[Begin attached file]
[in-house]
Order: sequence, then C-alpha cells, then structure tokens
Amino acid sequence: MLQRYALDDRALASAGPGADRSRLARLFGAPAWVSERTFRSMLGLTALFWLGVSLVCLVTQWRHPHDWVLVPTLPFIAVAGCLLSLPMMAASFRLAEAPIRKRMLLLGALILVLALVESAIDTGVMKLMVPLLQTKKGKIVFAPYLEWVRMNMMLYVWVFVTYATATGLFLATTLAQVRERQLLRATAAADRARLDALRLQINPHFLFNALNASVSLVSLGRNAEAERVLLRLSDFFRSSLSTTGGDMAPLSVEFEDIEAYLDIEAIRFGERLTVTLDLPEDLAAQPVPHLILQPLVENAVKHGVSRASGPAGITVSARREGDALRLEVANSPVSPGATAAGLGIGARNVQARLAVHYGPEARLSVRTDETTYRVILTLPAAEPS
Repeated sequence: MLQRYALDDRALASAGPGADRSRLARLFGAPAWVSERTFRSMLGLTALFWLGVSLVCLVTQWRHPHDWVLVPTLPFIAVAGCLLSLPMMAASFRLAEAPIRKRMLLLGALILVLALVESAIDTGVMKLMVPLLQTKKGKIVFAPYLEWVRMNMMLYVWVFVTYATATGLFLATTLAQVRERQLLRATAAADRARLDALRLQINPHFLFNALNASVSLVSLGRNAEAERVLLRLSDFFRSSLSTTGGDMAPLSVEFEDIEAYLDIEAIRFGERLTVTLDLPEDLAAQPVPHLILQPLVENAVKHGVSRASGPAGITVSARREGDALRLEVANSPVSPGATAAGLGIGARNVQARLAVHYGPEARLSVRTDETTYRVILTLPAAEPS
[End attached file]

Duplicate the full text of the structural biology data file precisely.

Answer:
[in-house]
Order: sequence, then C-alpha cells, then structure tokens
Amino acid sequence: MLQRYALDDRALASAGPGADRSRLARLFGAPAWVSERTFRSMLGLTALFWLGVSLVCLVTQWRHPHDWVLVPTLPFIAVAGCLLSLPMMAASFRLAEAPIRKRMLLLGALILVLALVESAIDTGVMKLMVPLLQTKKGKIVFAPYLEWVRMNMMLYVWVFVTYATATGLFLATTLAQVRERQLLRATAAADRARLDALRLQINPHFLFNALNASVSLVSLGRNAEAERVLLRLSDFFRSSLSTTGGDMAPLSVEFEDIEAYLDIEAIRFGERLTVTLDLPEDLAAQPVPHLILQPLVENAVKHGVSRASGPAGITVSARREGDALRLEVANSPVSPGATAAGLGIGARNVQARLAVHYGPEARLSVRTDETTYRVILTLPAAEPS
Repeated sequence: MLQRYALDDRALASAGPGADRSRLARLFGAPAWVSERTFRSMLGLTALFWLGVSLVCLVTQWRHPHDWVLVPTLPFIAVAGCLLSLPMMAASFRLAEAPIRKRMLLLGALILVLALVESAIDTGVMKLMVPLLQTKKGKIVFAPYLEWVRMNMMLYVWVFVTYATATGLFLATTLAQVRERQLLRATAAADRARLDALRLQINPHFLFNALNASVSLVSLGRNAEAERVLLRLSDFFRSSLSTTGGDMAPLSVEFEDIEAYLDIEAIRFGERLTVTLDLPEDLAAQPVPHLILQPLVENAVKHGVSRASGPAGITVSARREGDALRLEVANSPVSPGATAAGLGIGARNVQARLAVHYGPEARLSVRTDETTYRVILTLPAAEPS